The Princess, Katherine, Rosaline, and Maria have all received gifts from the men courting them. The ladies proceed to make fun of the gifts and the men, continuing their pattern of constantly displaying their wits, their intelligence, and their desire for humor. Here the Princess says that they are "wise girls to mock [their] lovers so," reversing the stereotypical role of women in courtship. Rosaline responds that the men are "worse fools to purchase mocking so," at once reinforcing the Princess's claim that the women are wise and adding an insult to the men. She goes on to joke how she wishes she had an opportunity to make Berowne fawn after her and do ridiculous tasks, reveling in the possibility of more mockery. Below, the women will devise a scheme to further make fun of and embarrass their gentleman suitors, continuing to one-up the men in terms of wit and levity.

The gallants shall be tasked,
For, ladies, we will every one be masked,
And not a man of them shall have the grace,
Despite of suit, to see a lady’s face.
Hold, Rosaline, this favor thou shalt wear,
And then the King will court thee for his dear.
Hold, take thou this, my sweet, and give me thine
So shall Berowne take me for Rosaline.

Related Characters: The Princess of France (speaker), Ferdinand, Berowne, Rosaline
Page Number: 5.2.133-140
Explanation and Analysis:

As the women talk about how foolish their lovers are, Boyet enters and informs them that the men plan to come in disguised as Russian ambassadors. With this knowledge, the Princess concocts a plan to "task" (make fun of) the "gallants." The ladies will all wear masks, and will refuse to show the men their faces. They will also switch gifts, so that when the men enter, they will mistake the women for each other and court the wrong people. This plan will result in embarrassment for the men, who will whisper private words of love to women they aren't in love with. The effect of her plan, says the Princess a few lines later, is to mess up the plan of the men, and to mock them (in merriment) for the trick that they planned to play on the women.

Write “Lord have mercy on us” on those three.
They are infected; in their hearts it lies.
They have the plague, and caught it of your eyes.

Related Characters: Berowne (speaker), Ferdinand, Longaville, Dumaine
Page Number: 5.2.457-459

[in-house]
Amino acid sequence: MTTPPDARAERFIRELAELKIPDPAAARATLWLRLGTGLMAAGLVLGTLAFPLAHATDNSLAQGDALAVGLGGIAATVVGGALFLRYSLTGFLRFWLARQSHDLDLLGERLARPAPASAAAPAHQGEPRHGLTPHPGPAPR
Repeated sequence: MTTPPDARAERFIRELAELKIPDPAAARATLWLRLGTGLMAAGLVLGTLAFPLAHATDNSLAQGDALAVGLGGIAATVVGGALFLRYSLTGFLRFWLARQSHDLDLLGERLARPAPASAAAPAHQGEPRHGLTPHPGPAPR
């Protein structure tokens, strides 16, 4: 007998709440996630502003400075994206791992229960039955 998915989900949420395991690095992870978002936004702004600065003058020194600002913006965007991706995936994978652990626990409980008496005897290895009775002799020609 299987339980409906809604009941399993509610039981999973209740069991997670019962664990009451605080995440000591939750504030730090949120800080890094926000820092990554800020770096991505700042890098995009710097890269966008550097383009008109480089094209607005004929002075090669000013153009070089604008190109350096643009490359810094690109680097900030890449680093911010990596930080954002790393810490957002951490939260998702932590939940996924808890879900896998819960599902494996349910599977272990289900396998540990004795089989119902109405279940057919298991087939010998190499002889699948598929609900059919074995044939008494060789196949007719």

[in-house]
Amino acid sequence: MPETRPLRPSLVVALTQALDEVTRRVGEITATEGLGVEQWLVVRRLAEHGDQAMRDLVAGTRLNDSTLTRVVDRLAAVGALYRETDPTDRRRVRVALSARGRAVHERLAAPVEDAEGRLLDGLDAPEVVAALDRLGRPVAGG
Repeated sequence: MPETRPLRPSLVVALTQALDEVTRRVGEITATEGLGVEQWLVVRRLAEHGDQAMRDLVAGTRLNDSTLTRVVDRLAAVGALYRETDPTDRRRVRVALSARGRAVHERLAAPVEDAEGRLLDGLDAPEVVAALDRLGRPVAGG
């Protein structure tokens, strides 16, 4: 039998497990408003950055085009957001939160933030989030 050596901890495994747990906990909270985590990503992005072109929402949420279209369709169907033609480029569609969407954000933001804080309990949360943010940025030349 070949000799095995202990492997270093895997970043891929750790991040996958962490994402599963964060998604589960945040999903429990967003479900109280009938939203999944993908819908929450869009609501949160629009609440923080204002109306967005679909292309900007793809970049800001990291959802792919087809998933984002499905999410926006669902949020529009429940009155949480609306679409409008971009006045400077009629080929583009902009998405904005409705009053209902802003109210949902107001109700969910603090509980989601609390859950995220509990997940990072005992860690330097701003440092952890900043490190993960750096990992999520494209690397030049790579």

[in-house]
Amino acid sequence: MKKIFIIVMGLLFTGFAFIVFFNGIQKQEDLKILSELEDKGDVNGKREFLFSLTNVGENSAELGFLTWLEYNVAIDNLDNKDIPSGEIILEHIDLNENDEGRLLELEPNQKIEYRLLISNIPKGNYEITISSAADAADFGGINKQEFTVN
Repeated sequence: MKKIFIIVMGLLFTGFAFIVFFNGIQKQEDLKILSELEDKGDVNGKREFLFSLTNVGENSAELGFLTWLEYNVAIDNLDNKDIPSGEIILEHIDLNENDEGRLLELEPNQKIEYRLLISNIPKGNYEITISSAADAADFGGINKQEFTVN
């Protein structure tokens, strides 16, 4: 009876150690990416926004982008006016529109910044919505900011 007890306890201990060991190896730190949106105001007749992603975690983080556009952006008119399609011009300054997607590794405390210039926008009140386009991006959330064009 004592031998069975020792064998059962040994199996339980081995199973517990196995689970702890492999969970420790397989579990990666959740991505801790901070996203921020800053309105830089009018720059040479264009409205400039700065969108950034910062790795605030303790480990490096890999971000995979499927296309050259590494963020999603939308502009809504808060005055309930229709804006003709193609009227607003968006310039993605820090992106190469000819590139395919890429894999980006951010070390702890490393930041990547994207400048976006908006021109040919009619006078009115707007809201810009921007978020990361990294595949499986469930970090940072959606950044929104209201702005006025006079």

Explanation and Analysis:

The confused men have left in their Russian disguises and returned as themselves; the women have continued to laugh at their expense, and slowly hinted that they knew it was the men in the Russian disguises all along. The women then reveal the trick they themselves have played by switching gifts. Embarrassed, here Berowne admits to the Russian trick and professes his true love for Rosaline. He says that he is sick, playing on the classic trope of being love-sick. He says that his friends, too, are in love, and that the three (Ferdinand, Longaville, and Dumaine) are "infected." They are afflicted with the "plague" (remember, Berowne has characterized love as a plague earlier in the play), and caught it from the eyes of their beloved, the classical method that love is transferred (think love at first sight). It is the eyes of the ladies that infected the men with love, and the eyes that Berowne has previously cited as being the great tutors of knowledge that enable them to justify breaking the oath.

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Ferdinand Character Timeline in Love's Labor's Lost

The timeline below shows where the character Ferdinand appears in Love's Labor's Lost. The colored dots and icons indicate which themes are associated with that appearance.
Act 1, Scene 1
Work, Pleasure, and Comedy Theme Icon
Ferdinand, the king of Navarre, speaks to his three lords Berowne, Longaville, and Dumaine, about his... (full context)
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Ferdinand says that Berowne has already sworn an oath to this effect. Berowne says that he... (full context)
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...daughter of the king of France is set to visit his court on official business. Ferdinand admits he had forgotten about this, and says that the princess’ visit will be allowed... (full context)
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...if there will be any entertainment for them, confined to the court for three years. Ferdinand says that he has a Spaniard named Armado who sings and plays music well. Longaville... (full context)
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...Costard says the letter has to do with him and a woman named Jaquenetta. As Ferdinand reads the letter aloud, Costard interjects his own comments, attempting to defend himself. The letter... (full context)
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Ferdinand reminds Costard that it is illegal to spend time with a wench, and Costard replies... (full context)
Act 1, Scene 2
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...digression of wordplay. Armado says that he has promised to study for three years with Ferdinand, and Mote says that this will be easy. He asks Armado some simple math questions... (full context)
Act 2, Scene 1
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...Katherine, Rosaline, and Maria. Complimenting her beauty, Boyet reminds the princess to be charming toward Ferdinand, as she has been sent to negotiate an exchange of land on behalf of her... (full context)
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The princess asks her attendants about the lords that have agreed to Ferdinand’s vow to study for three years without women. Maria describes Longaville as wise, virtuous, and... (full context)
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Boyet returns and tells the princess that Ferdinand plans to have her and her attendants camp out in the field outside of his... (full context)
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Ferdinand apologizes and explains that he has “sworn an oath,” about which the princess teases him,... (full context)
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Ferdinand reads a letter from the princess’ father offering a sum of money for the territory... (full context)